photo into a complex artistic masterwork whose sheer magnitude—in both size and scope—breathes such fresh air into the scene as to give one the impression of having never truly seen “The Swing” before. You re-experience DiMaggio’s unique balance of brute power and balletic grace. You gain a renewed appreciation for the geometry of stadium architecture and the shafts of light filtering onto the field. You take a fresh perspective on the foreground’s catcher and umpire, the middleground’s two crouching shutterbugs, and the background’s mass of thrilled fans. Your eyes bounce back and forth between the Yankee Clipper’s kinetic form and Griffith Stadium’s structural shapes.
As Port explained his process, “Typically when I’m creating a painting, I want the main figure to immediately take center stage, dominate the image, and draw the viewer’s gaze without any other distractions. And while that was still true here—with Joe’s intense facial expression absolutely front and center—I also just found the architectural backdrop really visually interesting and dynamic, really captivating in its own way. So I ultimately strove for an interplay between the two and decided not to dim or soften the background features quite as much as I might have otherwise. That juxtaposition of the stadium’s rigid lines and DiMaggio’s fluid movement was my favorite aspect of the painting. Plus it’s just such an incredible freeze frame at the perfect instant mid-swing. It all looks so effortless and natural, like it was his destiny to be at the exact right place at the exact right time.”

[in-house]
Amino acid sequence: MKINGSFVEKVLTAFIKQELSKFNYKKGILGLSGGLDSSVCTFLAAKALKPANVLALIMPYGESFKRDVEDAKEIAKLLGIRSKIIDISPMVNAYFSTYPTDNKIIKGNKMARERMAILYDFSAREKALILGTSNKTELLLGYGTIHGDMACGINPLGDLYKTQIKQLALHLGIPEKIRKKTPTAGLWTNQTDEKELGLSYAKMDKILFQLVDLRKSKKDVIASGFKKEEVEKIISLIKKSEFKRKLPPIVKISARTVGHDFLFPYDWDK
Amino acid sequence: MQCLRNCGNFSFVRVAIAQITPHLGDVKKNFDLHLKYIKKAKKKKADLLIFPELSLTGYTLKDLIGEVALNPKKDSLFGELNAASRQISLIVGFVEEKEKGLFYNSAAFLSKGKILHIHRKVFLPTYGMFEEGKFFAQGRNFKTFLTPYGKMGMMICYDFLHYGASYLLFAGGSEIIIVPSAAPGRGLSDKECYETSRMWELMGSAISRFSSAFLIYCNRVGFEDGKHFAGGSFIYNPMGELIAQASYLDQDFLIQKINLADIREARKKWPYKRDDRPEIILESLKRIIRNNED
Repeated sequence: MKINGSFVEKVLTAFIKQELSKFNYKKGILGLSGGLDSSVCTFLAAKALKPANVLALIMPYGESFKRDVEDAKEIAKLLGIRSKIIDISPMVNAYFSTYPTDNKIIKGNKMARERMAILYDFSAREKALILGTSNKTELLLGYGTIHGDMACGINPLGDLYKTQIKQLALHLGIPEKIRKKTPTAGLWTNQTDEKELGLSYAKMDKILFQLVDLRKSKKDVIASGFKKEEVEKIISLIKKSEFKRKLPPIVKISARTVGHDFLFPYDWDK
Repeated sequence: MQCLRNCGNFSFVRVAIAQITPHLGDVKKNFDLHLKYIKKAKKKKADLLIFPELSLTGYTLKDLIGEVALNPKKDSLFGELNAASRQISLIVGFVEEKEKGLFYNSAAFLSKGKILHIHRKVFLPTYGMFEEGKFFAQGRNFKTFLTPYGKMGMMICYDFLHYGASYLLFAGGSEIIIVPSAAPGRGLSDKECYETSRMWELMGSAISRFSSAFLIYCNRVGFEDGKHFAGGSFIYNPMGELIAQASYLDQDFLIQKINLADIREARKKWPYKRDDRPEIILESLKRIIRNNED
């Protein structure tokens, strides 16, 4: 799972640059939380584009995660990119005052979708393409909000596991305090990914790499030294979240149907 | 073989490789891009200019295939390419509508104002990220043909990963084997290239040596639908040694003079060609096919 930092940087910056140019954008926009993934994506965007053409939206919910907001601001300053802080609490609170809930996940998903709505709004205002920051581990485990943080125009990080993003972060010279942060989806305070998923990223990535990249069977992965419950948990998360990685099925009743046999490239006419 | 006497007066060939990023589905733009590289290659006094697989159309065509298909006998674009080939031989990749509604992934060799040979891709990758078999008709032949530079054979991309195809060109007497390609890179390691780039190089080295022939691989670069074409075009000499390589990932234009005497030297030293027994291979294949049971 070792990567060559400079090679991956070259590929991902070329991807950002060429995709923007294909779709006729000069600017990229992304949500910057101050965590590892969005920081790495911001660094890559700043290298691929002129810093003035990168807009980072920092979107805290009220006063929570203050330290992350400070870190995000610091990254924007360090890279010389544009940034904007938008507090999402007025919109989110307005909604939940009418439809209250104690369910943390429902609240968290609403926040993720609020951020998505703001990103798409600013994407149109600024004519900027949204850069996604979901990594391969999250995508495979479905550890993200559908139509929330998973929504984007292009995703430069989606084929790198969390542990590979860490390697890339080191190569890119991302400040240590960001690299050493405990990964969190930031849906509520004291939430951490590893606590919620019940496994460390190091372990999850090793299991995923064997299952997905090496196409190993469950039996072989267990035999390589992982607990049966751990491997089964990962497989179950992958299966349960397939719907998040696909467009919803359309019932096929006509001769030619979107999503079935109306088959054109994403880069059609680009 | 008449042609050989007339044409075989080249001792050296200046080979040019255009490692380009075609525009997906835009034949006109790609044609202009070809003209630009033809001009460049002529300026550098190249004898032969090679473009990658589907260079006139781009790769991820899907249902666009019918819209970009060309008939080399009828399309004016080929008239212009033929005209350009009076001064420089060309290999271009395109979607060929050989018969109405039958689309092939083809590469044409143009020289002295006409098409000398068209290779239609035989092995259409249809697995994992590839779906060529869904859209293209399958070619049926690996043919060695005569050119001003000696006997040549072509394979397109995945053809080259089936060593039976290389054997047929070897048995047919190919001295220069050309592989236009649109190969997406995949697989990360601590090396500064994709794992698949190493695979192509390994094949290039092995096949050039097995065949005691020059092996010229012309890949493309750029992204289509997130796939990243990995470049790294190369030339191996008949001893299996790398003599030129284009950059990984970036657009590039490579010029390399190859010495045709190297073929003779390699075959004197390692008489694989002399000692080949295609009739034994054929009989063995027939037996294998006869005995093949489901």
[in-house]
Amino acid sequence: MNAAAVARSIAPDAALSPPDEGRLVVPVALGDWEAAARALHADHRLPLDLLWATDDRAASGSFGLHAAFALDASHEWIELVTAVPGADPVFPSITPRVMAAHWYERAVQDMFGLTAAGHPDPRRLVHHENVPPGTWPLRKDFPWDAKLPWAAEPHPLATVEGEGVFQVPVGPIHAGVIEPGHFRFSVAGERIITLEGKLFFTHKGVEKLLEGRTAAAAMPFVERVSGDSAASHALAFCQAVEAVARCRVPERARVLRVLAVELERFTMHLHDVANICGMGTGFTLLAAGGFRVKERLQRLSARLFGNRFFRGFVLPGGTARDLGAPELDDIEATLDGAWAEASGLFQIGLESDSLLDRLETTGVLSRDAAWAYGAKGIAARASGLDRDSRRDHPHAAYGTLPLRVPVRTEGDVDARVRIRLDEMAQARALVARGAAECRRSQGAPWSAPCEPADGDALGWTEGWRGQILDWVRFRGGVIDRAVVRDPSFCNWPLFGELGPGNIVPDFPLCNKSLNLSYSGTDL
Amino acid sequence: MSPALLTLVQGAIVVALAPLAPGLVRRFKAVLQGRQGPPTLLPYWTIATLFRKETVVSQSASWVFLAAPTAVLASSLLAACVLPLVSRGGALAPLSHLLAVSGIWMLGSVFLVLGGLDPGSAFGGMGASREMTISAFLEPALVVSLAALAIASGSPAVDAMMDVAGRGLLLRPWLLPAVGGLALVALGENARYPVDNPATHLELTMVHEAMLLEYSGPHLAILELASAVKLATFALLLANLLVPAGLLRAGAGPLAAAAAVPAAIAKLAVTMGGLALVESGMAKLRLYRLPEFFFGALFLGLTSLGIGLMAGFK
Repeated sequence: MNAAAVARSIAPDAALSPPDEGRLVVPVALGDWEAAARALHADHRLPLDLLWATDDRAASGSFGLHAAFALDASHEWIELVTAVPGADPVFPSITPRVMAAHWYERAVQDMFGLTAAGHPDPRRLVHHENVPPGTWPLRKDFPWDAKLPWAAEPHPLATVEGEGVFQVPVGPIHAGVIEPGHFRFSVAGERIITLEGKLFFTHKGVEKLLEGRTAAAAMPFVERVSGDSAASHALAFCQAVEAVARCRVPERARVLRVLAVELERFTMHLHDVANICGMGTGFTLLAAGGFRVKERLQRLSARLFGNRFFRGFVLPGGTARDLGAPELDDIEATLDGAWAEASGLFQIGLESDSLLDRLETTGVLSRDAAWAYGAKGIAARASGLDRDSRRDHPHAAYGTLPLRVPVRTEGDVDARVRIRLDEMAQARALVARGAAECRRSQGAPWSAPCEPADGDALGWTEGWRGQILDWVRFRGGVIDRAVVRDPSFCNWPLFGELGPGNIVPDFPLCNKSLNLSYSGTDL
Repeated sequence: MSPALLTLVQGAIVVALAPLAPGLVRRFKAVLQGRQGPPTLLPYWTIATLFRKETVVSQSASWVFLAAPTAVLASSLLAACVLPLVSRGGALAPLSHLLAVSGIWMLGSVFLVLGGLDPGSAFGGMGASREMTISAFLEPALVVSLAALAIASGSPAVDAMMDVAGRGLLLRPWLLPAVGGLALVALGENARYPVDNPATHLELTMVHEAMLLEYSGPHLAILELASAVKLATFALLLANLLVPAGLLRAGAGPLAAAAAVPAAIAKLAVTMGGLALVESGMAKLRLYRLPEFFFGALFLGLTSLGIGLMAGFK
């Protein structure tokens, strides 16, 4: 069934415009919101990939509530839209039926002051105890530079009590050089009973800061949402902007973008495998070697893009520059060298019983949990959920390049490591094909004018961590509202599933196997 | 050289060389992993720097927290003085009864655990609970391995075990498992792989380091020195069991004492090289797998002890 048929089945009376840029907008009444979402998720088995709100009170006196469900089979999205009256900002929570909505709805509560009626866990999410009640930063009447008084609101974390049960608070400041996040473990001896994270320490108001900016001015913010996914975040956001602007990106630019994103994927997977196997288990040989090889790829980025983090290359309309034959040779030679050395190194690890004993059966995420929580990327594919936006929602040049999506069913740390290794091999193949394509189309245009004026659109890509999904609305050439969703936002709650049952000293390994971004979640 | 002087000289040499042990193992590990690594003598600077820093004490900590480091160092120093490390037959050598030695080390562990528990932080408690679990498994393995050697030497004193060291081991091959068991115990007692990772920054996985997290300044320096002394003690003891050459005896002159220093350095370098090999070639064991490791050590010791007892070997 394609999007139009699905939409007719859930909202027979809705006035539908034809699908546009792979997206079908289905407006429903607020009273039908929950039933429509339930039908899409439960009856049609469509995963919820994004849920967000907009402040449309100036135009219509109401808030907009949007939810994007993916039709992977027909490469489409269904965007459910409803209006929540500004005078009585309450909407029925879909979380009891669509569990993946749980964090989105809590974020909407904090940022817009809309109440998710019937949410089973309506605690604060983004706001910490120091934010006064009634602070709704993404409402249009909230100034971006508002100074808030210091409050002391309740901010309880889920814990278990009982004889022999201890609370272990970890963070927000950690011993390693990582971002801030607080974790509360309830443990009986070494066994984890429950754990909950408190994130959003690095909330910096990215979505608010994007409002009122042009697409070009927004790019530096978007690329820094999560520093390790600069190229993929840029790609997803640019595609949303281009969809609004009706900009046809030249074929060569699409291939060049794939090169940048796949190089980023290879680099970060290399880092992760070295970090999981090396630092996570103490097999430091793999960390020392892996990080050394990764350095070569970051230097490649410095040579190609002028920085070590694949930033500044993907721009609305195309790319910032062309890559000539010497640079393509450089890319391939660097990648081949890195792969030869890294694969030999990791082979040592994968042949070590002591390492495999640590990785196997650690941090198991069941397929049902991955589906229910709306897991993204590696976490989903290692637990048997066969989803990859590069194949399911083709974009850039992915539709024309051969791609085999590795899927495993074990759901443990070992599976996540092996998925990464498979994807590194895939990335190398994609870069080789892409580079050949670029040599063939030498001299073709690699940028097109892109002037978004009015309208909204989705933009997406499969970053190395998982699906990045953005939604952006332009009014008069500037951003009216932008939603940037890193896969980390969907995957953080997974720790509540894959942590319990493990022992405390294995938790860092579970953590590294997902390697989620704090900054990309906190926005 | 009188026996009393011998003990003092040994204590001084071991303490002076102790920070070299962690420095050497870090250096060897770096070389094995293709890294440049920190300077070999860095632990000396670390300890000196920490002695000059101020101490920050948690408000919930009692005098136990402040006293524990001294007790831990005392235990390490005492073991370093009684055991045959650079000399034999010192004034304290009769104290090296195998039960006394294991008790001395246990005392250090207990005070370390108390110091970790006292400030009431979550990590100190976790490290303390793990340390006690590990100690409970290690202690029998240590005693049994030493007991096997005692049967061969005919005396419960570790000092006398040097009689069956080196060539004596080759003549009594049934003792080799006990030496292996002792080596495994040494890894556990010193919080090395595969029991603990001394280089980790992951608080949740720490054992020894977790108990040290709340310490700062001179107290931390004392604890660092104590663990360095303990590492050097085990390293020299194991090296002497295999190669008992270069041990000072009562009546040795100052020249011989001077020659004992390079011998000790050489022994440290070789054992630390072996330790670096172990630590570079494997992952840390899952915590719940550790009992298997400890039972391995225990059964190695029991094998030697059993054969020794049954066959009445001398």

To truly tell the tale of “The Swing”—taken as Joe D eclipsed George Sisler’s A.L.-record 41-game hit streak on June 29, 1941—it’s important to hearken back to the earliest days of DiMaggio’s hot hand in mid-May. That’s when the legend lent one of his bats to fellow Bronx Bomber outfielder Tom Henrich, who then magically turned a slump into an offensive tear. Now fast forward to June 29th. It’s the interlude between Games 1 and 2 of a Washington D.C. doubleheader as 31,000 fans brave the sweltering 98-degree temperature and wait to witness history. DiMaggio, sitting on Sisler’s milestone, returns from the locker room only to discover that his “Betsy Ann”—the tried-and-true streak lumber carefully hand-sanded to his specs—is nowhere to be found. “Tommy, you got my ball bat?” he asks Henrich. Turns out, though, it’s been stolen by a fan. So DiMaggio makes do with a back-up piece of wood…to no avail. Pop-outs in the first, third and fifth innings. He’s 0-for-3. In the seventh, just before Joe’s potential final at-bat, Henrich approaches his sullen teammate and offers up the very DiMaggio model club borrowed more than a month earlier. “You should take this one back and try it, Joe,” Henrich says. “There’s some hits in here.” And so there are. Joltin’ Joe laces the second fastball into left for a clean single—his record-breaking 42nd game in a row. The Griffith Stadium faithful roars and the Yankees dance a dugout jig as DiMaggio gets congratulations at first base from coach Earl Combs, fielder Mickey Vernon, even umpire Bill McGowan. “Here’s where the big test comes,” Joe D says afterwards of the streak. “It’s going to be even tougher from now on, but I’d sure like to make it last a while.”